But the employee is not protected from discrimination. Cox Communications in Gainesville, for example, prohibits unvaccinated employees from accessing parts of their office building, and they have placed restrooms outdoors that unvaccinated employees are required to use. There is no escaping the parallels between this and a previous shameful era in American history.

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The federal government, some state and local governments, and many private businesses claim that these mandates are necessary to protect workers from unvaccinated employees who may be infected, but this claim is not supported by the most recent studies on transmission and natural immunity.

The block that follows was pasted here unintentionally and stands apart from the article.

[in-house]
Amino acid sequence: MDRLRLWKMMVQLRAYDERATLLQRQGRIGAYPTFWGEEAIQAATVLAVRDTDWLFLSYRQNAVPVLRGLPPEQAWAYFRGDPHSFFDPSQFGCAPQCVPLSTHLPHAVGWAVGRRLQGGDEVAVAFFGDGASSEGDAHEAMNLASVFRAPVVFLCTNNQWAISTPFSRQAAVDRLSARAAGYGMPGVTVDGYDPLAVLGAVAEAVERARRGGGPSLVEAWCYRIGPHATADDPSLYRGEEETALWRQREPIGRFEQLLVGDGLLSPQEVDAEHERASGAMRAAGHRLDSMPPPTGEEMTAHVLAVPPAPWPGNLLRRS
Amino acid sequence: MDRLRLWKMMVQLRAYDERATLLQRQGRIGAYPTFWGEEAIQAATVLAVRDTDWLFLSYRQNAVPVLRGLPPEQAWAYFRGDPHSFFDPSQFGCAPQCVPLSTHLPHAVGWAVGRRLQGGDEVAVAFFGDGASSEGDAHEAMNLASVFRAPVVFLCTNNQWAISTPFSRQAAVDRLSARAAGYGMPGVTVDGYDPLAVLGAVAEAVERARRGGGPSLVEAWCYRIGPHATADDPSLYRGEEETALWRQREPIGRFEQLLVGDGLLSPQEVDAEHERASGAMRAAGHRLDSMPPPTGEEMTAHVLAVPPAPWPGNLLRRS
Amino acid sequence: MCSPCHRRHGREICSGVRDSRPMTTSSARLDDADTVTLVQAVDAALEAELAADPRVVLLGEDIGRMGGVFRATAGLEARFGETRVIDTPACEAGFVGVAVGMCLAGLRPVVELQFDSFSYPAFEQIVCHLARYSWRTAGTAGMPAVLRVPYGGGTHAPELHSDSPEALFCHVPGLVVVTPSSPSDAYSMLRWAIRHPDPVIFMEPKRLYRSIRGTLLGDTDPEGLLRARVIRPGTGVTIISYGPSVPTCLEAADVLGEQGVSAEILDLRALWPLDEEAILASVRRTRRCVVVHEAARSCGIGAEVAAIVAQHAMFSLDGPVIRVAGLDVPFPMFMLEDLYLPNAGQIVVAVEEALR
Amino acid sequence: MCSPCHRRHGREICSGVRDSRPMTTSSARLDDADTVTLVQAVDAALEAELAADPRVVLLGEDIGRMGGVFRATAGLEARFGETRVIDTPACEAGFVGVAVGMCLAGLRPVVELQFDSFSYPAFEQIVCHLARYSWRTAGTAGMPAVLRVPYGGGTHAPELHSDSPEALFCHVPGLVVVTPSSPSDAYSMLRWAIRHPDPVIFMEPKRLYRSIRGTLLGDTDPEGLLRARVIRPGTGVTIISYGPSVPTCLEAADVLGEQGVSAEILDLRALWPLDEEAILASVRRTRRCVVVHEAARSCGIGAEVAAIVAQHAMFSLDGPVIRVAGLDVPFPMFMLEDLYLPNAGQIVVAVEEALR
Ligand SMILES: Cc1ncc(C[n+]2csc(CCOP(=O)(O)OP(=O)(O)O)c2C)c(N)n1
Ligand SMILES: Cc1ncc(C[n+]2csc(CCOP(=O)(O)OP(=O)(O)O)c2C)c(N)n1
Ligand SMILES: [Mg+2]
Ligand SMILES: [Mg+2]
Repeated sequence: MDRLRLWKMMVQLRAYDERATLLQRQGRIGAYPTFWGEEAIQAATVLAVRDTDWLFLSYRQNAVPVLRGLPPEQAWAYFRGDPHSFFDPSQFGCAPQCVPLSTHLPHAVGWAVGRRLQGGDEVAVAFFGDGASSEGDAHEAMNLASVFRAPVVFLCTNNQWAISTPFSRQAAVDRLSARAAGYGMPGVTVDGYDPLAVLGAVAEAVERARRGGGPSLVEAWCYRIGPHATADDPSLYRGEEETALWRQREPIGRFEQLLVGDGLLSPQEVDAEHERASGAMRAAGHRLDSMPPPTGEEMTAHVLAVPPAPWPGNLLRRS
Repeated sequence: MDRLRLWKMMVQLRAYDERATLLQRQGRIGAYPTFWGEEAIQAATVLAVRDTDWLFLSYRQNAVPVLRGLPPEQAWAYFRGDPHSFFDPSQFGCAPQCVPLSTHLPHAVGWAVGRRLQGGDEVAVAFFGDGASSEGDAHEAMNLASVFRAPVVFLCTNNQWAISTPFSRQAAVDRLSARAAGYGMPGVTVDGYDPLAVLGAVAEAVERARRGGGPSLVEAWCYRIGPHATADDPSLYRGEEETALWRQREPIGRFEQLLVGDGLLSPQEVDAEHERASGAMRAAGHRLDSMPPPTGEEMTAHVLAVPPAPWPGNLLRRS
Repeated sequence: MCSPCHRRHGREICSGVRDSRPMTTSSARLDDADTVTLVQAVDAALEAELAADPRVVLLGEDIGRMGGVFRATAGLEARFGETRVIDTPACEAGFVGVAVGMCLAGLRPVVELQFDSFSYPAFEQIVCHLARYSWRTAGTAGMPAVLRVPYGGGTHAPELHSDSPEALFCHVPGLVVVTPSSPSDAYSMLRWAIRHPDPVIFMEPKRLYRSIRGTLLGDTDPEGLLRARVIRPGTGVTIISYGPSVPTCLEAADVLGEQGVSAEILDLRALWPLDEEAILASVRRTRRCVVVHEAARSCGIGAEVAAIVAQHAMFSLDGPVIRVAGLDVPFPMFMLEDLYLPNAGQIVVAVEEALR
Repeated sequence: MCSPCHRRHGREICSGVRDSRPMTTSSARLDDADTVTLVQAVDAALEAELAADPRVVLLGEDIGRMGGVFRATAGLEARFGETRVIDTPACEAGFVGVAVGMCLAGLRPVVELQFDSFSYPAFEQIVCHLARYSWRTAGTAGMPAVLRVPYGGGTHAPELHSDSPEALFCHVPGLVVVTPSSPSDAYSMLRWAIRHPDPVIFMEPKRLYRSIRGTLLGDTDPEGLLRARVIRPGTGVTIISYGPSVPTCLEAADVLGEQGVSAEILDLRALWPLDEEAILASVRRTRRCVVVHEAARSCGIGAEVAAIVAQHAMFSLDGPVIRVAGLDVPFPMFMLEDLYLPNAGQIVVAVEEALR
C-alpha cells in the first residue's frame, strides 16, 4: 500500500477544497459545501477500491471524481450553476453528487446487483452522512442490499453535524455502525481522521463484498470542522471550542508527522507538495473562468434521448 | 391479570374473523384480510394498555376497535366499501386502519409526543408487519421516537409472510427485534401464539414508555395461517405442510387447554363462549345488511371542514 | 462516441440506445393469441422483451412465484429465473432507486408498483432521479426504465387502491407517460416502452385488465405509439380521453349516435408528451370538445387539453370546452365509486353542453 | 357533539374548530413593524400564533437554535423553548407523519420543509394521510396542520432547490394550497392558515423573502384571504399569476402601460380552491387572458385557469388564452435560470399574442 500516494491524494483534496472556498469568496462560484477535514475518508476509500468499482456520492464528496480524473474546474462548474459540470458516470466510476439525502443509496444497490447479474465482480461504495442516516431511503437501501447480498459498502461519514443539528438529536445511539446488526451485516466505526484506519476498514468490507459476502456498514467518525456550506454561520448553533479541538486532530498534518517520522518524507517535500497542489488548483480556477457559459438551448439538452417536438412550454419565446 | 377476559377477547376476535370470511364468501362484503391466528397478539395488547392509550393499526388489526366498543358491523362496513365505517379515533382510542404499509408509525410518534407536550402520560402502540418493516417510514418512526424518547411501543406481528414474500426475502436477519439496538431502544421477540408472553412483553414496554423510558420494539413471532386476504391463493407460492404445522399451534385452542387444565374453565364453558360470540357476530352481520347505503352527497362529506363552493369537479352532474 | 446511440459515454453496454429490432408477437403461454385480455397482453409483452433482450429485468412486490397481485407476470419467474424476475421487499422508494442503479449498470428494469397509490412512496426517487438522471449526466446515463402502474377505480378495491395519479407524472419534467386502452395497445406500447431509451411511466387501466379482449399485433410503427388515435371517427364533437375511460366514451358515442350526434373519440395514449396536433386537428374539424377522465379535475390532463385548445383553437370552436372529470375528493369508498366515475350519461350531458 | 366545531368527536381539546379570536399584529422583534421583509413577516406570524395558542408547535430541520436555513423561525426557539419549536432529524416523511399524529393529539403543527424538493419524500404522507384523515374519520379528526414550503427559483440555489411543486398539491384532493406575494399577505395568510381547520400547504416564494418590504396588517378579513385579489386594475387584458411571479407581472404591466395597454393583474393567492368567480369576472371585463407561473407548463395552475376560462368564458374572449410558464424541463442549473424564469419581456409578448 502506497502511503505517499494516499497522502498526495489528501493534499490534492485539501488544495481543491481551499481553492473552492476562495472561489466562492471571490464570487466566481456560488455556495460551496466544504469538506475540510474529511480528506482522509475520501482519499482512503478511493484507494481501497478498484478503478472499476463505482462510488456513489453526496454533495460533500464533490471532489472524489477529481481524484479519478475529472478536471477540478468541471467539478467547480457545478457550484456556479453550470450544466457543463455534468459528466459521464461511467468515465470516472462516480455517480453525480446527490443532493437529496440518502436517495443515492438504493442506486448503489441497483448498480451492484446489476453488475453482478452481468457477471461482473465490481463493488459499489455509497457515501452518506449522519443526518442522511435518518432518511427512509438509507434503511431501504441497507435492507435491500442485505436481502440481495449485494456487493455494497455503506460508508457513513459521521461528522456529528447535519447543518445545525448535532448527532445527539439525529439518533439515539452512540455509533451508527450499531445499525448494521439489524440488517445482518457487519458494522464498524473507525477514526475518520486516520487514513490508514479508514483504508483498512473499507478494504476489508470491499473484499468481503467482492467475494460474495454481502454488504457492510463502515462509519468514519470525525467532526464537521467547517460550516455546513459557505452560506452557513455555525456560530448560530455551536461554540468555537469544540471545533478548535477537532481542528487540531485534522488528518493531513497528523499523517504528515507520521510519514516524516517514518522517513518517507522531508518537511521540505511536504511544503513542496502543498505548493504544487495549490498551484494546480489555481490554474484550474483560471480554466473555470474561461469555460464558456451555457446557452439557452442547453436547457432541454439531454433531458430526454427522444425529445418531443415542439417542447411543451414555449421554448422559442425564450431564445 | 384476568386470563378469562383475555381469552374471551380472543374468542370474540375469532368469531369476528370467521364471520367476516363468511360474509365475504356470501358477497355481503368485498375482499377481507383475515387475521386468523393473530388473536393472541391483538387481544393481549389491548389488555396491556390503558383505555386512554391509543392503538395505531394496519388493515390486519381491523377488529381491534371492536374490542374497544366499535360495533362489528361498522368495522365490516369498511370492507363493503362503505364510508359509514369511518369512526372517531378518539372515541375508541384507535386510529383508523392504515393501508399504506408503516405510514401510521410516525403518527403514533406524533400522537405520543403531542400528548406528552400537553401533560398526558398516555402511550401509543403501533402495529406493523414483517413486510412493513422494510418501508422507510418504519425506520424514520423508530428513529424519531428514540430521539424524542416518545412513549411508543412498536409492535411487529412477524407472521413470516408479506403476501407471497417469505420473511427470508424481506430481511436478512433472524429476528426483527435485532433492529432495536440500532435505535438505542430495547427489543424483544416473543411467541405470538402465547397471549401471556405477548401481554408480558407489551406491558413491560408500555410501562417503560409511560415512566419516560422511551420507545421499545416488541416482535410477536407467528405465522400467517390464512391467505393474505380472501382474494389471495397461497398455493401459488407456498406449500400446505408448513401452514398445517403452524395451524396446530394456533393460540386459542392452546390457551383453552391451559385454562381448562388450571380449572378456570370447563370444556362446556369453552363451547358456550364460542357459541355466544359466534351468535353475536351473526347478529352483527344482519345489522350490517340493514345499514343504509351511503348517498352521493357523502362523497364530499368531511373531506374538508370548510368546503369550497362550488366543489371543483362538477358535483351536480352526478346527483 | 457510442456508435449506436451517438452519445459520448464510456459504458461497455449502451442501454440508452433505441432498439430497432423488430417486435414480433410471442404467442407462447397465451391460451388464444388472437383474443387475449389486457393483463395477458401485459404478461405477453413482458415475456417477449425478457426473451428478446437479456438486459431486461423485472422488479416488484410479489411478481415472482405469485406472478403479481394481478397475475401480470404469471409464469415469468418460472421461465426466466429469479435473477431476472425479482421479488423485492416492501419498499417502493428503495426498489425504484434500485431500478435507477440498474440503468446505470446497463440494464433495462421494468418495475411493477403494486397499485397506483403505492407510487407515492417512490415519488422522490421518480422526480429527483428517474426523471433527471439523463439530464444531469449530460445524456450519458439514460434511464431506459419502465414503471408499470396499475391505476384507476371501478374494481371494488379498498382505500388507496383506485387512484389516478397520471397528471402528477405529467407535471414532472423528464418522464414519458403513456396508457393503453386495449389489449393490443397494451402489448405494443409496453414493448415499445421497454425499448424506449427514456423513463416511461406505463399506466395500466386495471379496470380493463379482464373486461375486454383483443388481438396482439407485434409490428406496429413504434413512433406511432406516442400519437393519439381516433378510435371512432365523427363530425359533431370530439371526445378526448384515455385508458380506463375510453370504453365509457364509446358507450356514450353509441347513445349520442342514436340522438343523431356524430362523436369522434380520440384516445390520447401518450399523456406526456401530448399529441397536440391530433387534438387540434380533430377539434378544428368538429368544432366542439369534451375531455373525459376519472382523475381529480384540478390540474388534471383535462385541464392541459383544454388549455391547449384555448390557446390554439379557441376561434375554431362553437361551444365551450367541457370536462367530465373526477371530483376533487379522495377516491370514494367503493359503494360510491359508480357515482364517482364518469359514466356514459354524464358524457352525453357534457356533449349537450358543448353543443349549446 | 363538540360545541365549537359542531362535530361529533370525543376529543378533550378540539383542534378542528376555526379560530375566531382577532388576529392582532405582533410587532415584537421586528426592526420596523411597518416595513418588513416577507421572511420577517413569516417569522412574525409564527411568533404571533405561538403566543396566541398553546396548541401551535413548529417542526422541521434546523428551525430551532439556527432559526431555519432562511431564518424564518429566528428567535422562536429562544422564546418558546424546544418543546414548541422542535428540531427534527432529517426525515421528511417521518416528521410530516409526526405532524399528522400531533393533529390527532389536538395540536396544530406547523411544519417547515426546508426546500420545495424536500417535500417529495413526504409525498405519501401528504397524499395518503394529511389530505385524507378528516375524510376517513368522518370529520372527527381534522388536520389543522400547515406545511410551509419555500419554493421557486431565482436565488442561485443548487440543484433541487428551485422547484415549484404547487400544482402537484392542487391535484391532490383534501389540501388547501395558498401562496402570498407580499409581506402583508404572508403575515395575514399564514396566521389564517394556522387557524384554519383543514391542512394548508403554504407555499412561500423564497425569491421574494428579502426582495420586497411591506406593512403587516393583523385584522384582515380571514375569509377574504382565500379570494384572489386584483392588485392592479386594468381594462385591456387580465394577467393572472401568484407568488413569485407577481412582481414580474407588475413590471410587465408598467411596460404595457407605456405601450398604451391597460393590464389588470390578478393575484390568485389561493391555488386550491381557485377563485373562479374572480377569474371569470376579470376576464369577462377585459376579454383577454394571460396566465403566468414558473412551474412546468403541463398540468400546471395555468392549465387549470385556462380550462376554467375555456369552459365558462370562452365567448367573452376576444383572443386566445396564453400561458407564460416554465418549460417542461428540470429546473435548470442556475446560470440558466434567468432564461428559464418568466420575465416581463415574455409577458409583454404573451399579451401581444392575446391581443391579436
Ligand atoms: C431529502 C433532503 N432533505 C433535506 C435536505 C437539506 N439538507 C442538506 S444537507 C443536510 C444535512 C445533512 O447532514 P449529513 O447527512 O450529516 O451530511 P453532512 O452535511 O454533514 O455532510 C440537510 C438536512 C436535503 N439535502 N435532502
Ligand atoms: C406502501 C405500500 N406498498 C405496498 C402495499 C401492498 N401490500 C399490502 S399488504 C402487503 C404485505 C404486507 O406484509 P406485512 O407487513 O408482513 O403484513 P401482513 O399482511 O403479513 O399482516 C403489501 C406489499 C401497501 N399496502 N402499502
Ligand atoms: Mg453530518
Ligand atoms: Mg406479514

Vaccinated people can transmit COVID-19

First, vaccinated people can be infected and can spread COVID-19: CDC Director Rochelle Walensky said on CNN on August 6, “what [vaccines] can’t do anymore is prevent transmission.” And now we have studies showing that vaccinated and unvaccinated people spread at similar rates.

Recent preprints from Acharya and Riemersma found that “even asymptomatic, fully vaccinated people might shed infectious SARS-CoV-2” and “no significant difference in cycle threshold values between vaccinated and unvaccinated, asymptomatic and symptomatic groups infected with SARS-CoV-2 Delta.”